Once we got out there though it was truly amazing. Basically we were on a boat, and those of us that were swimming would sit at the back, and they'd drive around til they spotted a group of dolphins nearby. A foghorn would go and then we'd slip into the water quietly, and wait for the dolphins to come to us. I wasn't really sure what to expect but boy did they come to us! They suggested lying face down in the water, spinning around and making noises through your snorkel to attract the dolphins. They arrived en masse and swam around us. We'd swim with them for maybe 10 minutes at a time (no touching though), and then the foghorn would go again and it's back to the boat. They'd then move to another spot before doing the same.

They would swim in circles with you, leap out of the water, splash around. It was very cool, especially as they were all in the wild and were not baited or tagged, so you knew they wanted to be there. I'm not used to anyone voluntarily hanging out with me! The photos and videos don't really do it justice, but honestly it was such a cool and special experience. We kinda felt like we peaked very early on the trip! As soon as we left the changing rooms, we found out the rest of the day's trips had been cancelled due to the rough seas, so we really did time it well.

Hokitika Gorge

Hokitika Gorge

The charger we were given with the van did not work, so we tried to find a café with a plug to charge our phones. After shorting a circuit in one cafe, we sensibly headed to the public library instead, where we made use of the public computers to do some research on the Abel Tasman. We thought we'd found a great campsite, only to ring them and be asked "have you seen the weather forecast?!" Due to the incoming storms, they strongly recommended avoiding the whole area for safety reasons. We decided we'd wait a couple nights to see if it improved.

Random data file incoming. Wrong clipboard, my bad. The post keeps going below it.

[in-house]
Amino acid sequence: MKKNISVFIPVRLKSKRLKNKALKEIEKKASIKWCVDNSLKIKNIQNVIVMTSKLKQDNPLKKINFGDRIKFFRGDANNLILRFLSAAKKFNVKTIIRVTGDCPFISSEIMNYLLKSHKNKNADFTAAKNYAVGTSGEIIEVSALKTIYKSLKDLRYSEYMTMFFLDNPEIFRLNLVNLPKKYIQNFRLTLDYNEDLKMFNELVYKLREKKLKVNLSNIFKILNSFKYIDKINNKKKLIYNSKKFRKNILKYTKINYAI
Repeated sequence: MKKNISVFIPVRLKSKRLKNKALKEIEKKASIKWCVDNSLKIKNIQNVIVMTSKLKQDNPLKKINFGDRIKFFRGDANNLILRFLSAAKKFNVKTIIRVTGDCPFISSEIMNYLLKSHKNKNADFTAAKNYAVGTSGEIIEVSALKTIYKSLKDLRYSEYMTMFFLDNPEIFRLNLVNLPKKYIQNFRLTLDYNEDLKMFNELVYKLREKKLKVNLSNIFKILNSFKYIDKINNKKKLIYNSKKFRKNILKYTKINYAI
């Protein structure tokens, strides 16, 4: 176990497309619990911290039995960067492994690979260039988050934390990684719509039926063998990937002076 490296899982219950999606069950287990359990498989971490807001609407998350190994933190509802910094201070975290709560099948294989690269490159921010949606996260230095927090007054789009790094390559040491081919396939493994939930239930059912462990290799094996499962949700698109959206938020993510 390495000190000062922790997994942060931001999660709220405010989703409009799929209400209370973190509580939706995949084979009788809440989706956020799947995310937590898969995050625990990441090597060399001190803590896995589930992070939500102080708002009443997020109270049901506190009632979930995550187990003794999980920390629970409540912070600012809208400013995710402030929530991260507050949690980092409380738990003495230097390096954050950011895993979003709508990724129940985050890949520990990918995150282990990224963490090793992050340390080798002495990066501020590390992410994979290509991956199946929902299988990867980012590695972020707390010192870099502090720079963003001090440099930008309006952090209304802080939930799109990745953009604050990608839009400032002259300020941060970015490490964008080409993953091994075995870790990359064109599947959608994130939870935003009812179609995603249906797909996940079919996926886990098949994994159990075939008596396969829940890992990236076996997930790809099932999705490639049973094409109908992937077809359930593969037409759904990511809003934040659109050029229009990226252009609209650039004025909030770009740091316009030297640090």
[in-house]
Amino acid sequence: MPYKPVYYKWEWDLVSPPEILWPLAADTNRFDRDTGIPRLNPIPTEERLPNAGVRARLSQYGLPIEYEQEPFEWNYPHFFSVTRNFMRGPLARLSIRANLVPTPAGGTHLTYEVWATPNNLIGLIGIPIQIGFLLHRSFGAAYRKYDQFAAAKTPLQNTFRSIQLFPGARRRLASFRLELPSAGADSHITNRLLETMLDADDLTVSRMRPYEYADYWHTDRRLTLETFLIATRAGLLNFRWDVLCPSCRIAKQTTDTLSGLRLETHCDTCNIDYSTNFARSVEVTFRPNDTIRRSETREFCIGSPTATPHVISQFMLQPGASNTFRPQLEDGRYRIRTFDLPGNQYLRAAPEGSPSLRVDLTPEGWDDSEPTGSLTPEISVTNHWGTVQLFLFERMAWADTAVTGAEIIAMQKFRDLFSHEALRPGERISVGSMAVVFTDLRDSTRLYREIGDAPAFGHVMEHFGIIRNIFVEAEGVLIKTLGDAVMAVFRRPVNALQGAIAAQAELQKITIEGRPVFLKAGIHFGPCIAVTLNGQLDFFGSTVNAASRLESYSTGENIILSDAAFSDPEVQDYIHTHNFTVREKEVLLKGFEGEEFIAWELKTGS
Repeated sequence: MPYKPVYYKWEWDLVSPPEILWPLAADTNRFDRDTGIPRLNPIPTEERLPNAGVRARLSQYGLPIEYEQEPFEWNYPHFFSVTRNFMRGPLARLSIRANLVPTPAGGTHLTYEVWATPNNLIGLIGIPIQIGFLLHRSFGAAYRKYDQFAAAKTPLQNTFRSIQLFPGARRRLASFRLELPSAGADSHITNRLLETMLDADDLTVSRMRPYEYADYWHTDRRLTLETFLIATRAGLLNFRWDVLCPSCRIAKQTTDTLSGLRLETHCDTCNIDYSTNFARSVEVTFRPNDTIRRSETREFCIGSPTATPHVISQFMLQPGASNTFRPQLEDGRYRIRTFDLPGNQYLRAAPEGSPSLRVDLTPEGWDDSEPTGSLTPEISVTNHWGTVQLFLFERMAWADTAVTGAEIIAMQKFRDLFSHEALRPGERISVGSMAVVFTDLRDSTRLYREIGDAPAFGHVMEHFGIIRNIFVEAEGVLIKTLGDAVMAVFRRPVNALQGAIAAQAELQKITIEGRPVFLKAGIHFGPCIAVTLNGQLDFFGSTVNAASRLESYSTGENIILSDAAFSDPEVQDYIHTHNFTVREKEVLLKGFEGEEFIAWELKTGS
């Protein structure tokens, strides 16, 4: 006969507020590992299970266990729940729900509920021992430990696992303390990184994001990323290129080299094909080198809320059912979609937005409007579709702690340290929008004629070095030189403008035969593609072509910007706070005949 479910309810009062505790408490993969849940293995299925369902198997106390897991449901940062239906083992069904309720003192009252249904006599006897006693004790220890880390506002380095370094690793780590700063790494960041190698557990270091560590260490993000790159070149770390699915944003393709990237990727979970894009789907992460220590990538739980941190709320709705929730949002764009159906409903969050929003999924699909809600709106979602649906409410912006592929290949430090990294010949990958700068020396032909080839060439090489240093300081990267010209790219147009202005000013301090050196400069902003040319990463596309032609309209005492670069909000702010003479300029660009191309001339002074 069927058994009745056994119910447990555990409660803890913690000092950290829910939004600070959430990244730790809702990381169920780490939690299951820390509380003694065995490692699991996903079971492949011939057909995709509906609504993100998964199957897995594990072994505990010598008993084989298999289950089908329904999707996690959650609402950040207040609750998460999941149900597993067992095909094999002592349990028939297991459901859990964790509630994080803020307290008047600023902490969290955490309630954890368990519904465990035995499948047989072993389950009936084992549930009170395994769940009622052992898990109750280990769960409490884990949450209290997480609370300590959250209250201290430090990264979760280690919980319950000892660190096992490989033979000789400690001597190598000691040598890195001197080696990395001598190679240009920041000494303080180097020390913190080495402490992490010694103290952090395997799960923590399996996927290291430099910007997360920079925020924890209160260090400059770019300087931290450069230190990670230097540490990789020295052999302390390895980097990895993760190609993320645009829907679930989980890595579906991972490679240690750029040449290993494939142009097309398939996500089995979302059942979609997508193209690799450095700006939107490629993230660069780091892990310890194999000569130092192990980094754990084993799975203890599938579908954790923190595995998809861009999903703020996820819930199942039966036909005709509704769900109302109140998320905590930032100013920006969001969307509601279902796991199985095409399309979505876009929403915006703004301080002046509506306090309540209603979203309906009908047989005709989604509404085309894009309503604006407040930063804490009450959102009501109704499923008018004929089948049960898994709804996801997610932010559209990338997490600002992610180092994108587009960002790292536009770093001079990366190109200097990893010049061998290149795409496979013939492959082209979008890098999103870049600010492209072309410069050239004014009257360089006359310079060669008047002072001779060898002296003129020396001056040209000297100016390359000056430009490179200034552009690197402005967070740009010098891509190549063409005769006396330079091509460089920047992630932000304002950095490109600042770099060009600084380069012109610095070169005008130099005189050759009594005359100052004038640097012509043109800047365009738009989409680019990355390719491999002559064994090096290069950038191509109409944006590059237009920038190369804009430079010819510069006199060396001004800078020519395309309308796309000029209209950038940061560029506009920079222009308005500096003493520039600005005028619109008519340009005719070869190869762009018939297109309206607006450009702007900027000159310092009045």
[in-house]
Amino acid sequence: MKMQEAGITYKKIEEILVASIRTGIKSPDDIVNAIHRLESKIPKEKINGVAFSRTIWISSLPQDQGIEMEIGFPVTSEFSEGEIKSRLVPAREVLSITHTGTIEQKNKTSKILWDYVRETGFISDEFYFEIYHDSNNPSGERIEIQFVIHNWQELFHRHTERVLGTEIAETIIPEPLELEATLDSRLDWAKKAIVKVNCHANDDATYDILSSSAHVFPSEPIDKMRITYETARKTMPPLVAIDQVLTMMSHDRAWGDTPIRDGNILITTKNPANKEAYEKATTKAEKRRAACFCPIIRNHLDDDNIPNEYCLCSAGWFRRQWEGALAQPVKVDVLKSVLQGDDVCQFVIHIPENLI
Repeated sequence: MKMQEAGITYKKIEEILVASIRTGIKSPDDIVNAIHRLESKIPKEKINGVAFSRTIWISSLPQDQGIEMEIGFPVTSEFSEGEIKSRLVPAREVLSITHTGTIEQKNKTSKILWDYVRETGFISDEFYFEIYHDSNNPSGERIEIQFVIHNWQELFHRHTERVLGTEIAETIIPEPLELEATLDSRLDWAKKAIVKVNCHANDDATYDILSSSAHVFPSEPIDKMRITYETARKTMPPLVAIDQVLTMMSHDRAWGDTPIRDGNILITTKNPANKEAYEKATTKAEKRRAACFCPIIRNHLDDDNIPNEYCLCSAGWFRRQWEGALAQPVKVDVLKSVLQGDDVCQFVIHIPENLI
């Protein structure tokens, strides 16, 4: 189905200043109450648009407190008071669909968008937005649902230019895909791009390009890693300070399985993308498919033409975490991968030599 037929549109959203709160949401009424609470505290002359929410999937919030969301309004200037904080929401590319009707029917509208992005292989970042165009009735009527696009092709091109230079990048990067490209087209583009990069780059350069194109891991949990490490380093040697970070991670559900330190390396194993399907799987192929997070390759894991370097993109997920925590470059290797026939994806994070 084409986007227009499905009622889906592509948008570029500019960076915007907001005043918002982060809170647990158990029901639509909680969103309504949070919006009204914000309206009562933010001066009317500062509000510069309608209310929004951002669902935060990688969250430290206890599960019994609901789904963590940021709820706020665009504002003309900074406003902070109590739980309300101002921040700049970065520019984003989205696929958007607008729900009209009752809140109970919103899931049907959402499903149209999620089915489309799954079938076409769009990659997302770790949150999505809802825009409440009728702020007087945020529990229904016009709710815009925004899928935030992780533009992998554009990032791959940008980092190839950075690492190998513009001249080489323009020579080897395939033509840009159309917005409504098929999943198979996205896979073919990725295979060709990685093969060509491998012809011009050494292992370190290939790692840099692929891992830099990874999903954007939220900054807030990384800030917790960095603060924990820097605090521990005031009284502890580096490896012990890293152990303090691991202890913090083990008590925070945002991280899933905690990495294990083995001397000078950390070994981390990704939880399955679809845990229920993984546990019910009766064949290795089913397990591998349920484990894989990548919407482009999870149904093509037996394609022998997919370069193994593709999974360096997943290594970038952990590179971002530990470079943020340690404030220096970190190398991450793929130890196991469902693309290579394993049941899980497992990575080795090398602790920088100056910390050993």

It didn't. We had a rainy couple of days in Blenheim and Nelson. We made the difficult decision to skip the Abel Tasman. While in Nelson though, we did attend the campsite quiz. Our effort was incredibly poor, but we did win an umbrella for the best team name (None of Your Quizness). We also learned of our leaky roof. That was fun. Another thing to add to the growing complaint email...

Hokitika views

Hokitika views

After a short but wet hike to the centre of New Zealand, the drive to Punakaiki was pretty horrible. The rain was disgusting and the visibility was poor. Combine that with driving in a big vehicle on windy roads and it was definitely an experience! I was getting more and more paranoid about the petrol, and if we'd have enough to get there. However Catherine was asleep and I also didn't want to wake her. The anxiety built up and the fear of breaking down won over the fear of angering the nap queen, so eventually I woke her up to ask her to look up the nearest petrol station. We were in the middle of nowhere, so there was nothing around, including phone signal...

We were running out of time to make the decision to turn off to a town or continue the country roads to our destination. Perhaps just trying to reassure me, Catherine thought we'd be fine, so I stayed on track. 2 minutes later, we see a sign saying "no fuel for next 100km" hahahaha...
At the next point I physically could (also difficult), I turned us around. The petrol gauge in the van was so unreliable. It would swing up and down as we were driving, so we never really knew how much we had. Better to be safe than sorry.

We found a great freedom campsite right by the beach in Punakaiki. The sun had made an appearance, so we made our dinner, including a lovely salad, and ate it on the beach, then drove back down the road to use the public toilets. Lol. In the morning we saw the Pancake Rocks, which were pretty cool. And the price of pancakes in the adjacent café - not so cool. Walked out of there and had a bowl of cereal on the side of the road. Then it was off to Franz Josef, via Hokitika and Hokitika Gorge, where we did another small hike, but in great weather this time. We also saw a family taking their cat for a hike in a backpack. Odd.